was both displaced production from more expensive ACT/Casco
locations in Europe, which were forced to downsize, and an
increase in European government programs designed to promote
car purchases.

A GOT-funded Business Park

4. (SBU) The Ambassador called on Kamel Belkahia, President
of the Parc D'Activites Economiques de Bizerte (Bizerte
Economic Activity Park), the free trade zone where ACT/Casco
and other American offshore companies are operating. The
park, divided into three parcels totaling over 80 hectares of
land, houses mostly manufacturing enterprises and some
service providers and employs over 5,500 people. Near the
port of Bizerte, the park alone is responsible for 2.2
percent of Tunisia's total exports (over $388 million) and 30
percent of the exports for the Governorate of Bizerte.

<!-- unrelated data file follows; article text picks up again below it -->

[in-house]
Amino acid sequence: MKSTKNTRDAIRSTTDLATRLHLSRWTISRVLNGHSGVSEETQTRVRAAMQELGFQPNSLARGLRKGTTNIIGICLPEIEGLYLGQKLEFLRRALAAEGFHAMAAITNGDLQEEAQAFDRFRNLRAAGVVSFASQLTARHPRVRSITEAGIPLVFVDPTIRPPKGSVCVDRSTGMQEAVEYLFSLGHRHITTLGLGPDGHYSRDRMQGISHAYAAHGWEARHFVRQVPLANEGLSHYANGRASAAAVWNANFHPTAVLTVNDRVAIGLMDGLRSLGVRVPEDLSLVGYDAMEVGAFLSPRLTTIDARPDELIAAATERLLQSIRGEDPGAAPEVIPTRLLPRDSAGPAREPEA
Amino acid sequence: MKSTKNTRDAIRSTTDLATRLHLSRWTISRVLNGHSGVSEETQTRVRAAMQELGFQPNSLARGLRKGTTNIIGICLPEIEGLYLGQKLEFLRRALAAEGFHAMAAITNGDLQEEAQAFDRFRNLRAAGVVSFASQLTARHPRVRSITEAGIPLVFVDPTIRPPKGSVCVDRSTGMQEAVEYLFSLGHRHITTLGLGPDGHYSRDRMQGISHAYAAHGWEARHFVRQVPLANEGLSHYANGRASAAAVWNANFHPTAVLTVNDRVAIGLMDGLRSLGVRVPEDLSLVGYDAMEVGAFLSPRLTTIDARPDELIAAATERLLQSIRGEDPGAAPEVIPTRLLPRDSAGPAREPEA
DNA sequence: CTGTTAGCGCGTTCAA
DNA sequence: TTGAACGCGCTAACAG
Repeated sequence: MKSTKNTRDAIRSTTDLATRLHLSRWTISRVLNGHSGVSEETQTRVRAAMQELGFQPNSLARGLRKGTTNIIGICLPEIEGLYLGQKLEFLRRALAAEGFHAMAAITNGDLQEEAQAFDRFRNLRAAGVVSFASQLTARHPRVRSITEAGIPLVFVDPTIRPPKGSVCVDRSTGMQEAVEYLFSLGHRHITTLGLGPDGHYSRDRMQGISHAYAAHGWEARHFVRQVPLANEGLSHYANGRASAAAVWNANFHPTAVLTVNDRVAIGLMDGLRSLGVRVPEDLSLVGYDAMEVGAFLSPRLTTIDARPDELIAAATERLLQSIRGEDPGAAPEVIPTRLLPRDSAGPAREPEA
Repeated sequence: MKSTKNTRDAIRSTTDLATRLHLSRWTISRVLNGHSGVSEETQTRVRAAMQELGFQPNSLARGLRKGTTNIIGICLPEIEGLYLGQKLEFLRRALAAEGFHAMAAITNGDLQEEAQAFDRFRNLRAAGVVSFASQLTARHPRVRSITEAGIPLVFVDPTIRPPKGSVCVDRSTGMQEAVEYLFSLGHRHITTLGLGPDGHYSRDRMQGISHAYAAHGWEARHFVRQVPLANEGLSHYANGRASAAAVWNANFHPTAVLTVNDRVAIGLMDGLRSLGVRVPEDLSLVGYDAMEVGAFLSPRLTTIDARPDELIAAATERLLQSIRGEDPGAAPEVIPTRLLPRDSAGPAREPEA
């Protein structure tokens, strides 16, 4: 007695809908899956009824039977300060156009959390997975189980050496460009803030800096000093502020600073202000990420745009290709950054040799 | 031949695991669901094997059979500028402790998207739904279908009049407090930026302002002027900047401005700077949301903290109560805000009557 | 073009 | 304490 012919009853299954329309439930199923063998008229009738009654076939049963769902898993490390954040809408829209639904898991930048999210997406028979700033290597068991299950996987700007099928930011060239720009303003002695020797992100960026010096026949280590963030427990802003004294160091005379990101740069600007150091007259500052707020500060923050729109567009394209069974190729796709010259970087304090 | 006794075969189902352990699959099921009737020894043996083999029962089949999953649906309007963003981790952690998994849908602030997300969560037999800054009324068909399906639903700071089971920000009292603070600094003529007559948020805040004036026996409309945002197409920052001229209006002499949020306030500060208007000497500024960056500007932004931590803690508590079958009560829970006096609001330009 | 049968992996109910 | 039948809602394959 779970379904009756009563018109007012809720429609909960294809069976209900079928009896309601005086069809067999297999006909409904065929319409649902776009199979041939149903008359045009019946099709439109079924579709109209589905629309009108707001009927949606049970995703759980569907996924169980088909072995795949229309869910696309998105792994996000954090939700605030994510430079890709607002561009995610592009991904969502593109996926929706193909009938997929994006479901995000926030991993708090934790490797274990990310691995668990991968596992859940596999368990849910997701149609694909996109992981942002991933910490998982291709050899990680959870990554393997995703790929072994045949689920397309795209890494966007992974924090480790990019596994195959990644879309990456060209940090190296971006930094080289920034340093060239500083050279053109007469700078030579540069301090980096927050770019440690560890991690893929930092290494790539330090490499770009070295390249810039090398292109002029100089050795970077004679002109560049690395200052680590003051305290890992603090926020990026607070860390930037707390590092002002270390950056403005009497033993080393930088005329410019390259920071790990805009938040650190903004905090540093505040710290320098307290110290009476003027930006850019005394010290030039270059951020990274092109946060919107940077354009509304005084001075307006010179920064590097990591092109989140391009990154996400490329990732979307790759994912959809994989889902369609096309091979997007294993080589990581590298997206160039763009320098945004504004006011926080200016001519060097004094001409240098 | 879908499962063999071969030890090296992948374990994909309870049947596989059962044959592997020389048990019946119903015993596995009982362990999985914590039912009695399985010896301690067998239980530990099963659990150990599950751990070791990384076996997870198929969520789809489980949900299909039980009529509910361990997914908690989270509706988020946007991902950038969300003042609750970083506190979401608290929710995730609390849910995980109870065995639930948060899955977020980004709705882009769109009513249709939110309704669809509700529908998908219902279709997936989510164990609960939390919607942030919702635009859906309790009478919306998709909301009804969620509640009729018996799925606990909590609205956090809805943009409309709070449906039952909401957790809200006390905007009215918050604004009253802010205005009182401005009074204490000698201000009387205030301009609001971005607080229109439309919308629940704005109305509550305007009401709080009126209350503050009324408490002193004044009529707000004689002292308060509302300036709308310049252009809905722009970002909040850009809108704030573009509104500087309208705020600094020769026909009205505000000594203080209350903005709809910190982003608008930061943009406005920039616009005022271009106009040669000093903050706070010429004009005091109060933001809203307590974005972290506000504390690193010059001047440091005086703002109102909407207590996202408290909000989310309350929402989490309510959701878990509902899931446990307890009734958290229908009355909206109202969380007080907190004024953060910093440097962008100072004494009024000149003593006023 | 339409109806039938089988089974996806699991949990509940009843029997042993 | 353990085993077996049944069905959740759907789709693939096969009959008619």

Belkahia, who is a former mayor of Bizerte and headed its
Chamber of Commerce, told the Ambassador he was moving on
from the Park this year to head up a new Government of
Tunisia (GOT) initiative, an agriculture-focused technopole
which would have 60-80 percent private capital, and include
a research and development (R & D) component and an
entrepreneurship center.

5. (SBU) Belkahia noted the effect of the economic crisis on
the Park, whose economic slump mirrored the national average
of 15-20 percent reduction in exports. Textiles and plastics
had resisted the crisis, he said, but some companies, like an
Italian pleasure boat manufacturer, had taken a harder hit.
Belkahia referenced the GOT's assistance to struggling
companies in 2009, and said it would continue in 2010.
Investment, surprisingly, had actually increased over 2009 )
seven new companies joined the park and created enough
employment to offset crisis-related job losses.

6. (SBU) When the discussion moved to bilateral commercial
relations, Belkahia said the onus was on Tunisia to promote